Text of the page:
When Woodrow looked up at her, Chelsea avoided his eyes. She was staring up at where the snow was gathering around the exterior of the hopper windows.
“You know,” Chelsea continued, “when I was younger, I sometimes wished that my mom had never sent me to Grandpa’s. Even if I had died in the Civil War, or from the plague.” Dismissive laughter barely touched her lips before wilting. “When I got to know Grandpa better, I stopped thinking that... But it’s come to mind a lot more recently. He’s only getting older and sicker...” Chelsea made a gallant effort to pull herself together. She turned to Woodrow and smiled. “But, hey, it’ll be alright, right? It’s really nice here in Heidelberg. So I don’t have to worry, right?”
“Hmm.” Woodrow hummed noncommittally and returned to his reading.
“Right,” Chelsea said. And then was silent.
At some point one of the maids arrived, to light the candles on the walls and tidy the chamber. And when she wrapped a blanket around the person in the seat opposite him, Woodrow realised that, somewhere in his report between human trafficking out of Frostheim and tariff dodging in Janos, Chelsea had fallen asleep at his desk.
Her arms were crossed over the desk, and her head lay sideways against the page of her book. She’d knocked down a pen stand somewhere in the process. And, finally, Woodrow put down his reading and let his eyes rest.
Her face was soft and still rounded with adolescence. Not quite developed enough to be beautiful. And Woodrow though that she was profoundly selfish, consumed endlessly with herself and her own wants and needs and anxieties. And yet she made so many concessions to everyone – to him, and to Alba, and even to Stahn and his quest for the world. And Woodrow resented her pliability, and then lamented his own lack of heart. He thought that, in being selfish, Chelsea had far better preserved herself.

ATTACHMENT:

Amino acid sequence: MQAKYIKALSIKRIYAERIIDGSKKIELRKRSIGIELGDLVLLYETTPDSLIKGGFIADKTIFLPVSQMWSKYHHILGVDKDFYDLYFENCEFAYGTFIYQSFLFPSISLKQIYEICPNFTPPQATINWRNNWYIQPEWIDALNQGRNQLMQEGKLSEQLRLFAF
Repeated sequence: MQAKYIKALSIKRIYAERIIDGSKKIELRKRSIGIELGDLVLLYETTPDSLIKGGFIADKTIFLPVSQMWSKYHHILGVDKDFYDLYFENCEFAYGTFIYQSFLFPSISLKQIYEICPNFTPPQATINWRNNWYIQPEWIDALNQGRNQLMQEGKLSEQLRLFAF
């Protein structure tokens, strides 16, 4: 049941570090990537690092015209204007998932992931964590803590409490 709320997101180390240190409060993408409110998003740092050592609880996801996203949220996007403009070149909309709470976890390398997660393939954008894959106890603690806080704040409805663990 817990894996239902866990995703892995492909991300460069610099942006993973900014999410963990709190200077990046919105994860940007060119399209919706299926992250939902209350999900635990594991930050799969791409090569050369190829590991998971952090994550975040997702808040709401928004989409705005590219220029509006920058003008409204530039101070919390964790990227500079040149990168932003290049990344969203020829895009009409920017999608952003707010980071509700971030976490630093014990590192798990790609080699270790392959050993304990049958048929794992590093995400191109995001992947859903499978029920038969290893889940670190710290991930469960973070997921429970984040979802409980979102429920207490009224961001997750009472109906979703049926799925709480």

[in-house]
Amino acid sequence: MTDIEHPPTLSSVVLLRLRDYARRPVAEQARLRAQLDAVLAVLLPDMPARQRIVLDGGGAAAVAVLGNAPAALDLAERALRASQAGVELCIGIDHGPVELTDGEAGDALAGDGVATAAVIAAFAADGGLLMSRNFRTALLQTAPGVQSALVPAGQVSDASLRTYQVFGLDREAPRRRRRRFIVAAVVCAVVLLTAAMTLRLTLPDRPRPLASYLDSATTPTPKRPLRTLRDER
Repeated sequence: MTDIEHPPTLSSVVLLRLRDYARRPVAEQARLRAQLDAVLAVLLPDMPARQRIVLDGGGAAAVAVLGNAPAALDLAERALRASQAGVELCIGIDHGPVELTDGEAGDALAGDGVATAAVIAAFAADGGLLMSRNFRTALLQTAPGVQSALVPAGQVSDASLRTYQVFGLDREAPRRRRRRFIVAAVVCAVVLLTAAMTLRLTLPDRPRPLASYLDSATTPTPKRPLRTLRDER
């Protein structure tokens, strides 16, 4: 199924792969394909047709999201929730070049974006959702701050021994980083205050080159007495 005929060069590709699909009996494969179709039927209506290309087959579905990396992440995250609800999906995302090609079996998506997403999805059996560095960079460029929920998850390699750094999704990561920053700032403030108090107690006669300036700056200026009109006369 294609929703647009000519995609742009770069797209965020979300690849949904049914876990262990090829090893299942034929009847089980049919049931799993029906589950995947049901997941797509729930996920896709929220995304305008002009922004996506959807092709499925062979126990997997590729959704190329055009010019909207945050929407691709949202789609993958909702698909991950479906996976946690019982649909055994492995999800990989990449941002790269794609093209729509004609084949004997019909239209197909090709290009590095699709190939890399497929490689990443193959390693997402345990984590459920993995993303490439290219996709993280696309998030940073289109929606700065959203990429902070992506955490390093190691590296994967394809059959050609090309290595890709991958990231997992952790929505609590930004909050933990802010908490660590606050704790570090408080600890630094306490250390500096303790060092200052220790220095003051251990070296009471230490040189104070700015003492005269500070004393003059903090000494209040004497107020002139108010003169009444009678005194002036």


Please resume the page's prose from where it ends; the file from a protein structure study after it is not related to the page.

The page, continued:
Woodrow had long since used up all his tears and shame, pride and pathos. And for all his father’s attempts to encourage him to become a more ‘well-rounded’ individual, sponsoring apprenticeships and travels and studies, he’d ultimately not been able to fill the hole in Woodrow’s person. When the insurgents had come to run his father through, and Woodrow was left to pull together the nation in his absence, he had busied himself with procedure and duty to hide his complete lack of passion, lack of grief.
But something stirred in him while he watched Chelsea, and he looked to the window she’d stared at earlier, watched as the snow gathered at the very top of the glass to shut out the night.
It was a pity she liked the city so much, Woodrow thought. There were always people around. During the day nobles and politicians and petitioners would crowd the front entrance of Heidelberg Fortress, trapped as it was with its back pressed against the dark, looming mountain. And even at night, guards stalked the entrances to chambers. Maids moved silently thorough the halls to answer unvoiced requests. It was a steady suffocating pressure, and so much responsibility.
Woodrow wanted to be out in the forest again. With the trees and pinecones and wolves and deer, empty white clearings and Alba’s cabin. He wanted the snow to pile up, and trap him inside with only the hearthfire and Chelsea. A world with only the two of them – no one to answer to, because she never made him answer for anything.
It was a profoundly selfish thought, he knew, so he could never admit to it clearly. Lest Chelsea take it as encouragement or, worse, affirmation.